Indein Village is one of the most memorable places in the region near Inle Lake in Myanmar.
It is located eight kilometers (almost five miles) west of the southern coast of the lake and is only accessible by boat along a scenic eight-kilometer (five-mile) stretch of water known as Inn Thein creek.
The village became famous due to its abandoned Buddhist pagodas of various sizes, which today stand preserved in very different conditions. Some have been restored while others are still crumbling ruins.
According to some historical sources, it is estimated that the village was founded in the 4th century BC.
At that time, the Indian emperor Ashoka sent several monks to this place in order to spread Buddhism. It was many years later when two kings of the Bagan empire set up hundreds of pagodas.
Most of the structures date back to the 17th century, although the oldest one has an inscription from the 14th century.
The pagodas are divided into two groups: the Nyaung Ohak Pagodas and the Shwe Inn Thein Pagodas. The Nyaung Ohak Pagodas are not as well preserved as their counterparts in Shwe Inn Thein, and many of them are overgrown.
They are decorated with sculptures of mythological animals or celestial creatures, some enshrining images of Buddha as well.
The Shwe Inn Thein Pagodas are in a much better state of repair as many of them have been restored by volunteers and donors, who hail from both the local area and foreign countries.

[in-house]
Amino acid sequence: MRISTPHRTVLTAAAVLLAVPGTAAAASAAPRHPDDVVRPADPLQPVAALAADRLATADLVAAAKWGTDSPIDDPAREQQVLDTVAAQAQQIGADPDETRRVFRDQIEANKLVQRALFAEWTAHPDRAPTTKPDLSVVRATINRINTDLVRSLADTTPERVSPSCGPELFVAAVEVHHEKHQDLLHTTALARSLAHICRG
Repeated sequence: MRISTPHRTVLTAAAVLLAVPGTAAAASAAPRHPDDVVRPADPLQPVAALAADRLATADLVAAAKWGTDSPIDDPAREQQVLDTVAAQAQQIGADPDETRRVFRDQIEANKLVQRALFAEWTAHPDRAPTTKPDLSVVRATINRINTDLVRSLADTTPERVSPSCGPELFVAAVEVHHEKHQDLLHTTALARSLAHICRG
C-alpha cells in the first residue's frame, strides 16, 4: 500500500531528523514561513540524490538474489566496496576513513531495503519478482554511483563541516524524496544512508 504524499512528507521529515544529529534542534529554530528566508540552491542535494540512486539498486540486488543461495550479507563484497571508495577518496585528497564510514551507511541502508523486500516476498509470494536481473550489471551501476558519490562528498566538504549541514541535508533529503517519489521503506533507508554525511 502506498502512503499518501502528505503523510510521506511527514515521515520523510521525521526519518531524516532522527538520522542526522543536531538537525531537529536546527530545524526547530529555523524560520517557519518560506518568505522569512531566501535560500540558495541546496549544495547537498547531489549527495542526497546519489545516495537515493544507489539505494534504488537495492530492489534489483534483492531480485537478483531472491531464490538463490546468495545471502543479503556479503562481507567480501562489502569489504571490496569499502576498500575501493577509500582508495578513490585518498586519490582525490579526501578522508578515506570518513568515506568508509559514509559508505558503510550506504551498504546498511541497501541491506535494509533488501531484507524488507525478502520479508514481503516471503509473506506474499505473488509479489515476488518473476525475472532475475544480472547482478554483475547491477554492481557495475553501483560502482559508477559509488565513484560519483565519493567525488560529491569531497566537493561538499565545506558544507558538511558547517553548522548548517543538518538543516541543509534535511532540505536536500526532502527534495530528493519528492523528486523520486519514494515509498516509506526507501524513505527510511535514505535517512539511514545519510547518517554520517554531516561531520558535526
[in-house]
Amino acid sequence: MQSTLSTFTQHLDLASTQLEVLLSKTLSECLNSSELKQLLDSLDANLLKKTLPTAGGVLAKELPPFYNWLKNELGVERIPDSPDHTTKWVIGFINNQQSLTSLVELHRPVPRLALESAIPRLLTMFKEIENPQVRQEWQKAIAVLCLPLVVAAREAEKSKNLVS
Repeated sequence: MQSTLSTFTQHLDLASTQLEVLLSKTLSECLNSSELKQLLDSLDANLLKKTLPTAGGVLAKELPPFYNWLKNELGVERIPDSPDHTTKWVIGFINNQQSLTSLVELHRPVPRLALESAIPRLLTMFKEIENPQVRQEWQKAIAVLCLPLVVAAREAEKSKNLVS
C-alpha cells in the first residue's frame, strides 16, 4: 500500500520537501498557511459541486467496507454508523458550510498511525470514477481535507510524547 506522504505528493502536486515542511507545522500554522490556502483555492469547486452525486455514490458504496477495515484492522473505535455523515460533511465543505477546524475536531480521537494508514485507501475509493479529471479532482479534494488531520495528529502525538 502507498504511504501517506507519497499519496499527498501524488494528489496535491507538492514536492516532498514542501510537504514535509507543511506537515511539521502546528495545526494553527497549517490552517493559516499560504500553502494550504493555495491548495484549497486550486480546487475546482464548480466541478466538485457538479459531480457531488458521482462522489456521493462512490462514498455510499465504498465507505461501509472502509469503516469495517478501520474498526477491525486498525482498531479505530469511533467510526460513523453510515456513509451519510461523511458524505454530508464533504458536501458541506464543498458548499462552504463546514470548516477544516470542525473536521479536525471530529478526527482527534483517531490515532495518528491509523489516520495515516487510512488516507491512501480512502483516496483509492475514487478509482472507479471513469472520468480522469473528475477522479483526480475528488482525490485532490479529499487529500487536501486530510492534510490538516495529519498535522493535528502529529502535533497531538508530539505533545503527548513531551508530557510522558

However, there are still some pagodas that are in a decaying state in this group as well.
This second set of pagodas is reached via a covered walkway which is lined with stallholders selling bags, clothes, and other items.
Despite the pagodas being in ruins, the nearby village itself is not actually abandoned. Families live there and their economy is based on trade.
There are five villages around Inle Lake and together they have created the “five-day market.” This specific§ arrangement means that the market operates five days a week, but each day it is based in a different village. This market is where the Pa-Oh people sell what they’ve grown.
The market and the villages that host it are only able to exist due to the additional farming done by the locals. Several large rice fields are located in this region which provide more income.
In the midst of this historic site, people continue to engage in everyday life and seeing this traditional, rustic form of lifestyle appeals to tourists as much as the pagodas.
For those who want to see the ancient pagodas, special tourist trips are carried out, provided by different companies.
In addition to pagodas, this region also attracts tourists who want to come and see the lake. As well as local fishermen plying their trade, there is also a temple that tourists can visit.
It is believed that the Inn Thein Buddha Temple was built at the same time that the village was founded.
The temple can be found in the center of the Shwe Inn Thein Pagodas and inside there is a golden image of a meditating Buddha.
Even if visitors aren’t interested in seeing the statue, it’s still worth a trip to the temple to see the magnificent views of the surrounding area.
You can reach this extraordinary place only by boat, and even then, only at set times of the year. In summer, the water level is too low for the boat to make the trip, so visitors can only gain access to this amazing site during the winter and rainy season.
This great set of photographs was provided by Romain Veillon, a photographer from France who specializes in visiting abandoned places and traveling. T
hrough his photographs, Romain Veillon establishes a dialogue between past, present, and future.
A huge thank you to him for sharing such amazing photographs and you should definitely check out on his website via this link. Enjoy!